It's common knowledge that weak individuals tend to pick up strength at a rapid pace given some 3x a week barbell training program. Some (starting strength) say there's massive lean body mass (LBM) development during this time. Others say it's just central nervous system (CNS) development during this period.

I've done some searches for actual studies and can't find any. Is the rate of LBM development of untrained individuals higher than trained individuals?

  • Can you expand your three letter acronyms (TLAs)? Try to use the full expansion with the acronym in brackets and then you use the acronym afterwards. Stops confusion with TLAs. – Gunge Jun 7 '16 at 15:12
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    edit is complete (eic) – 2c2c Jun 7 '16 at 15:31

You've mentioned both strength and LBM development, and these aren't all that related as you might think.

An untrained individual will have greater muscle growth simply due to the fact that they are untrained. As in, their body has never been introduced to this external stress and stimulus caused by weight training and as a result, it adapts to these new conditions, and grows. This rate is of course higher for untrained lifters as opposed to trained ones. You can convince yourself of this by just thinking, don't even need any scientific studies, although I'll link one at the end. Just think, if the rate of LBM development WASN'T higher in less trained individuals than trained ones, then wouldn't it become easier for bigger people to get even bigger than they are? What I mean is this:

Suppose that the rate of LBM development was the same or higher in trained individuals than untrained. Then, it follows that as you keep training and stepping more in the "trained" category, your LBM development would increase proportionally and you would keep gaining muscle indefinitely! I'm sure you now realize how absurd this would be... The world would be full of The Hulk. Look at professional bodybuilders or any strength/physique athlete, look at their development throughout the years...once they reach a certain size, they almost can never increase size.

Or just reach your own conclusion through big data! Look around in the world, how many people do you see that are lightly muscular, medium, and heavily?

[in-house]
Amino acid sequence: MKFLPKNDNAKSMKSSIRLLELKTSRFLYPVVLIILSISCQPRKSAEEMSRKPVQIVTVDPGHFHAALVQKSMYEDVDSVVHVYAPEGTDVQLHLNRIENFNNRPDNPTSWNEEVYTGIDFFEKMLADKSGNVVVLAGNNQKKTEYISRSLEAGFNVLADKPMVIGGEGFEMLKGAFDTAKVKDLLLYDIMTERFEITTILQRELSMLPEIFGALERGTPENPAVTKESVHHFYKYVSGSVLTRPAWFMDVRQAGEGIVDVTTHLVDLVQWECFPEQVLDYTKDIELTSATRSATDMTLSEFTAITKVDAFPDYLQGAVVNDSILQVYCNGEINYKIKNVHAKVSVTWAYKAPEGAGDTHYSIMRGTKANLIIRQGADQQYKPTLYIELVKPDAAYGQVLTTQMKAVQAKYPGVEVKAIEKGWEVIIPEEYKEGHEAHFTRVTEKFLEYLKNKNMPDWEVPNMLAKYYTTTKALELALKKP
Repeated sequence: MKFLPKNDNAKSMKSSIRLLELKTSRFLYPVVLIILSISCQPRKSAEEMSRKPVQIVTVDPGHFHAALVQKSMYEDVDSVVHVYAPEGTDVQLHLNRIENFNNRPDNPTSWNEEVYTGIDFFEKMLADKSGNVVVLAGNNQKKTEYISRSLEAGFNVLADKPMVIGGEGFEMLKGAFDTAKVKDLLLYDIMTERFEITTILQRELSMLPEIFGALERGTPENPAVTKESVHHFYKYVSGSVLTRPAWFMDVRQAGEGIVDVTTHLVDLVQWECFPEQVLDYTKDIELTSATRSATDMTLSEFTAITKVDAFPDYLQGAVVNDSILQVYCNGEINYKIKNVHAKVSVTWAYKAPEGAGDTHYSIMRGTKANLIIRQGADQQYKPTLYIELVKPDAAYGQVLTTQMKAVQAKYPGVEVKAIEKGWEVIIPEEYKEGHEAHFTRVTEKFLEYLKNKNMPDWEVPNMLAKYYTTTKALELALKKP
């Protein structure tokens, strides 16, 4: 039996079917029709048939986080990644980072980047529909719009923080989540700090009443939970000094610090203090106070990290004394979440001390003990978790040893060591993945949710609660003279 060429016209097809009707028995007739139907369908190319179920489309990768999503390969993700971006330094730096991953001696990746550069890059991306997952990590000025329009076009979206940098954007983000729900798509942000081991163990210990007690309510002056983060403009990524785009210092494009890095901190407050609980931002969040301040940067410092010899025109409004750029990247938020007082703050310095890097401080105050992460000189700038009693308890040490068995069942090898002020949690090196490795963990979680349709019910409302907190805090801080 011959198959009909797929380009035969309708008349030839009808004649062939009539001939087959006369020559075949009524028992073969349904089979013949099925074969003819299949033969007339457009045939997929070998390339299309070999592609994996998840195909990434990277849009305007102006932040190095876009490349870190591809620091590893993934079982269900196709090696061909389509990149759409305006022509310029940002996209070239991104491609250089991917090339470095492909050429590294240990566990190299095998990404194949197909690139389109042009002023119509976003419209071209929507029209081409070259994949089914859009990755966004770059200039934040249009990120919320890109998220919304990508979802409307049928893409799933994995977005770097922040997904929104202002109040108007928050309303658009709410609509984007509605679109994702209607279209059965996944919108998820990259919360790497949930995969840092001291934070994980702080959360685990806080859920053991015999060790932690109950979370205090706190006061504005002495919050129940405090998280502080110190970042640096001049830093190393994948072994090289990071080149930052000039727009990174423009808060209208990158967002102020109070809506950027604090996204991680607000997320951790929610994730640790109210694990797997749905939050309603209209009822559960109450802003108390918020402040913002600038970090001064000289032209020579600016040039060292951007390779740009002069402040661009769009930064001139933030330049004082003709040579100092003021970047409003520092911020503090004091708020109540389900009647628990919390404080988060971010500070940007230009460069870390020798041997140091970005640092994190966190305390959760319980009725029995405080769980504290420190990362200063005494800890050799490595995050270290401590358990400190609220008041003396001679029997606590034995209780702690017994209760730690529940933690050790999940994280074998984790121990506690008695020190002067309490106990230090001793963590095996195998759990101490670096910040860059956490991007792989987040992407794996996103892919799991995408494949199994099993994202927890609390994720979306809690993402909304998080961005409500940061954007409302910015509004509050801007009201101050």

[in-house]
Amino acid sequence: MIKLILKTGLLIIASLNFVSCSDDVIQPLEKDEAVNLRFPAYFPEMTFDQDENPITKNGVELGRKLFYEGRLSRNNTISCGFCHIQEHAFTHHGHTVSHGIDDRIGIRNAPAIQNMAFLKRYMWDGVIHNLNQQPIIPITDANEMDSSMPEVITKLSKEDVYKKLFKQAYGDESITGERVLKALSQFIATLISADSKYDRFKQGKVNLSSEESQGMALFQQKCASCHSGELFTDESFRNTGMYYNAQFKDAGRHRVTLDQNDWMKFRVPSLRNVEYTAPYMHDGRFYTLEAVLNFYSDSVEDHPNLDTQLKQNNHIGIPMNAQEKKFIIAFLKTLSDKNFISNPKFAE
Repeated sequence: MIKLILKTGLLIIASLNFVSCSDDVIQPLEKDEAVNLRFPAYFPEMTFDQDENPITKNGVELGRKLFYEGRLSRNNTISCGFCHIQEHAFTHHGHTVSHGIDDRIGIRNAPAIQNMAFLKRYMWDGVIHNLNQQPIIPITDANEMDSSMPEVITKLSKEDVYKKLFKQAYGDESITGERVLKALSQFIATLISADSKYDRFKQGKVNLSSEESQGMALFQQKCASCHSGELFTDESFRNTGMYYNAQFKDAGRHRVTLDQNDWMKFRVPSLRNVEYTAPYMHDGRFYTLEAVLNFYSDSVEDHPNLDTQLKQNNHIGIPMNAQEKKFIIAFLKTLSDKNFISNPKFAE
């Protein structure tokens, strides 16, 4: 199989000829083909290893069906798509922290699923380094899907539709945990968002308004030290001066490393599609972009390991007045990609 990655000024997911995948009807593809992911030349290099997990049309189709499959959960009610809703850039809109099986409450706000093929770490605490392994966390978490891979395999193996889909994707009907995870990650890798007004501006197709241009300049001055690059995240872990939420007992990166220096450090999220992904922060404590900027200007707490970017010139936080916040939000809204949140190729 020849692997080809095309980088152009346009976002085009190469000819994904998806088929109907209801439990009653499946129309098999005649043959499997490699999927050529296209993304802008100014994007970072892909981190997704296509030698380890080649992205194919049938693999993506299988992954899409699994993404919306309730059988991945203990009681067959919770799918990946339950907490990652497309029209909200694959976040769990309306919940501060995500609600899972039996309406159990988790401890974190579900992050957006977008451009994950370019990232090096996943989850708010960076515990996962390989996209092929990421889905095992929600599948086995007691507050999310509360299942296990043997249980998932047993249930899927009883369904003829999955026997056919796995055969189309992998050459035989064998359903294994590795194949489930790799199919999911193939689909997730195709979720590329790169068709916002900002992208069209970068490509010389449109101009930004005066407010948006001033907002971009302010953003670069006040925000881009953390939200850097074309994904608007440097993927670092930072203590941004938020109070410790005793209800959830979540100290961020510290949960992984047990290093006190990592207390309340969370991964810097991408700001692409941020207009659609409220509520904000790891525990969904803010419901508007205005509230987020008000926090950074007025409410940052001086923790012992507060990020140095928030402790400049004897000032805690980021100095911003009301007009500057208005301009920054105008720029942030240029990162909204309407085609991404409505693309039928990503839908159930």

This article can maybe shed some light on your concerns, and also look up the protein myostatin to understand why the things I mentioned above seem to be so.

Strength, however, is a different ball game. Yes, strength will somewhat be related to the cross-sectional area of your muscle fibres (basically, somewhat of your muscle size), but it is primarily CNS driven. This may be where your confusion is coming from. Strength gains are mostly CNS while muscle gains are mostly due to adaptation and new stimulus. I don't want to write you an essay but this is the main idea. Your body, invokes different systems based on the different stresses that it is put under. If you do 6-12 reps with moderate weights, your muscular systems with type 2 fibres will step in and do most of the work effectively working hypertrophy. If you do 1-3 reps with very heavy weights, your muscles won't even have the time to be simulated enough and your CNS will take over with very heavy weights. What I mean by CNS is, basically, when you lift heavy weights, your body says "wow that is some heavy weight, I must recruit more of my resources". Well, you recruit more "resources" by recruiting more motor units (part of your CNS). More motor units = more muscles and tendons recruited = a stronger you. In untrained individuals, your motor pathways are very "dusty" and inefficient, since they haven't had to do this job before. It's basically their first day on the job in a way. But once you start training (first few weeks/months), your motor pathways start becoming more efficient and your motor units become better at their jobs (like any human working at any job, they will get better over time, they will adapt), your motor units adapt, and as a result you get stronger.


So, just think in terms of strength (CNS) and muscle growth (hormones, stimulus, anabolic environment due to diet and etc.) They both use different muscular systems which is influenced by your rep and weight ranges, although there is some overlap obviously (2-6rep range is decent overlap).

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  • i think ive read the simplified 'you can only gain x muscle per year' line so many times that I thought of the process as steady growth that eventually hits a ceiling. tapering off is much more.. biologically sound. thanks – 2c2c Jun 7 '16 at 15:49
  • @2c2c Think about it like building stacking a bunch of legos or bricks or blocks on top of each other. At first, you have nothing. You stack a few bricks, and you see some impressive changes, the stack is getting bigger and bigger. But once you get to a certain height, it becomes harder and harder to stack a brick at the top as the structure has now reached its max potential, given how wide it is at the base (your genetics), it starts becoming unstable and won't let you build any more. This is essentially what your body does, it knows that your muscles are getting too big, slows you down. – Mert Mumtaz Jun 7 '16 at 15:56

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